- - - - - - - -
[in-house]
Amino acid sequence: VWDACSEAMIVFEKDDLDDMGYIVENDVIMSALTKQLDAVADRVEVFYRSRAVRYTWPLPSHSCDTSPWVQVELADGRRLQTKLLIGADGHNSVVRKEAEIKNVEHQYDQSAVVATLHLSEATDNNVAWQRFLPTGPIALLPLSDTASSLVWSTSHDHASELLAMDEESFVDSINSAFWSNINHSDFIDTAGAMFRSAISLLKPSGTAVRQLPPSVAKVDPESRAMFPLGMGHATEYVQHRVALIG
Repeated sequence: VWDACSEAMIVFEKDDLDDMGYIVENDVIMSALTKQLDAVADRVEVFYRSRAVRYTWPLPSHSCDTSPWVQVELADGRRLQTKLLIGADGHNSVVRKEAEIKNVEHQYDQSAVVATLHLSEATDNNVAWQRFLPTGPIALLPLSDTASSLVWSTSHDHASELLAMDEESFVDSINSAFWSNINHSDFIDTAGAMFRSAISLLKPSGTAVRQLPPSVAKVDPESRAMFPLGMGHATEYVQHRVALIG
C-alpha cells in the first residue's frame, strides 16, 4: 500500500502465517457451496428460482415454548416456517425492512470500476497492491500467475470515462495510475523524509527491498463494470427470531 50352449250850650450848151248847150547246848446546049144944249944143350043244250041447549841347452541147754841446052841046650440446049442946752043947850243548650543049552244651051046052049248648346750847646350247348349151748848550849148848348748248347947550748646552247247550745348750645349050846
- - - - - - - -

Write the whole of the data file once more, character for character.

[in-house]
Amino acid sequence: VWDACSEAMIVFEKDDLDDMGYIVENDVIMSALTKQLDAVADRVEVFYRSRAVRYTWPLPSHSCDTSPWVQVELADGRRLQTKLLIGADGHNSVVRKEAEIKNVEHQYDQSAVVATLHLSEATDNNVAWQRFLPTGPIALLPLSDTASSLVWSTSHDHASELLAMDEESFVDSINSAFWSNINHSDFIDTAGAMFRSAISLLKPSGTAVRQLPPSVAKVDPESRAMFPLGMGHATEYVQHRVALIG
Repeated sequence: VWDACSEAMIVFEKDDLDDMGYIVENDVIMSALTKQLDAVADRVEVFYRSRAVRYTWPLPSHSCDTSPWVQVELADGRRLQTKLLIGADGHNSVVRKEAEIKNVEHQYDQSAVVATLHLSEATDNNVAWQRFLPTGPIALLPLSDTASSLVWSTSHDHASELLAMDEESFVDSINSAFWSNINHSDFIDTAGAMFRSAISLLKPSGTAVRQLPPSVAKVDPESRAMFPLGMGHATEYVQHRVALIG
C-alpha cells in the first residue's frame, strides 16, 4: 500500500502465517457451496428460482415454548416456517425492512470500476497492491500467475470515462495510475523524509527491498463494470427470531 50352449250850650450848151248847150547246848446546049144944249944143350043244250041447549841347452541147754841446052841046650440446049442946752043947850243548650543049552244651051046052049248648346750847646350247348349151748848550849148848348748248347947550748646552247247550745348750645349050846